Profanity & Violence

A handful of profanities include the s-word as well as “b–tard,” “h—” and “a–.”

People drink the beer-like beverage Rye on occasion and in some cases get tipsy from it. A sparkling wine called Cava is consumed at a high society gathering.

The world of the Narrows is a dark and violent place. And this time around, we also visit the high-port city of Bastian—a much more cultured and polished metropolis that still masks its own deadliness.

A man is pulled out of a room and killed. We read about a small amount of blood trickling under a closed door. Fable watches as someone in a hammock above her is knifed and then carried up-deck to be thrown overboard. Fable also gets attacked by someone and nearly drowns underwater. The man rakes her leg across sharp coral while trying to strangle her. In another scene several people nearly drown when getting caught in the water during a quickly rising storm. Fable breaks the bones in another woman’s hand and then holds a knife on her.

West reveals his violent past to Fable. He tells her that as a 14-year-old, he strangled a man to death to protect his family. We’re also told that West hurt or killed people while in Saint’s service. And we hear of him attacking and setting fire to ships as he tries to rescue the kidnapped Fable. Throughout this high-seas adventure, a constant sense of peril hangs in the air around the various seaports.

Fable is manhandled and abused (though never sexually). At the very beginning of the story, she’s roughed up and knocked out by several men in a dark alley; she wakes bound with ropes to a masthead.

Sexual Content

Two of the male crewmates onboard the Marigold are a couple. They kiss once. This tale, however, is very much Fable’s romance, as well as an adventure. In the previous book, Fabel and twentysomething West became lovers. And during their earlier separation here, she thinks back on his scent and the feel of his skin. Upon reuniting, the pair embrace and kiss several times. And there is one lovemaking scene that lightly describes their nuzzling caresses. For the most part, though, the novel doesn’t look closely at any sexual interactions.

Discussion Topics

Get free discussion questions for other books at FocusOnTheFamily.com/discuss-books.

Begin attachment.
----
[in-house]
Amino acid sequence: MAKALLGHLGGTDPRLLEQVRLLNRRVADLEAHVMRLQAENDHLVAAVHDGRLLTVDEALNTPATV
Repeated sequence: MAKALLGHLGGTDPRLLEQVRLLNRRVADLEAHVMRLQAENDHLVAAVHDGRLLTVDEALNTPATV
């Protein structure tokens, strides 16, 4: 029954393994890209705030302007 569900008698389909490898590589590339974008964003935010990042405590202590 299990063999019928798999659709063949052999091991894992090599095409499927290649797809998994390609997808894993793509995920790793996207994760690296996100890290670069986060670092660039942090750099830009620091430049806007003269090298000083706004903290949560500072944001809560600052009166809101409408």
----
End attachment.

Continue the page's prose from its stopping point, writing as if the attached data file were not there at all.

What do you think this story is saying about family? Which people in Fable’s life could actually claim that title? Fable is an older teen, but she’s still a teen. What did you think about her romance with the older West? What if the same kind of feelings popped up in your life, how would you handle them?

What lines did Fable cross that you might not? What do you think this book is saying about working through the scars and great losses in our lives? Do you think you could have done all Fable had to do?

Additional Comments

Like the first book in the series, Namesake is an immersive adventure with a likeable female lead. And it could easily be seen as a tale of female empowerment and intelligence working in a fictional world filled with the uber-powerful and the powerless. At the same time, Namesake’s world is often dangerous and lawless. And the emotional choices made here, while fictional, aren’t always as morally well founded as some parents might want to promote or support. Fable is still a teen, but she’s making very adult decisions in every aspect of her life, including the area of her sexuality.

You can request a review of a title you can’t find at [email protected].

Book reviews cover the content, themes and worldviews of fiction books, not necessarily their literary merit, and equip parents to decide whether a book is appropriate for their children. The inclusion of a book’s review does not constitute an endorsement by Focus on the Family.

Review by Bob Hoose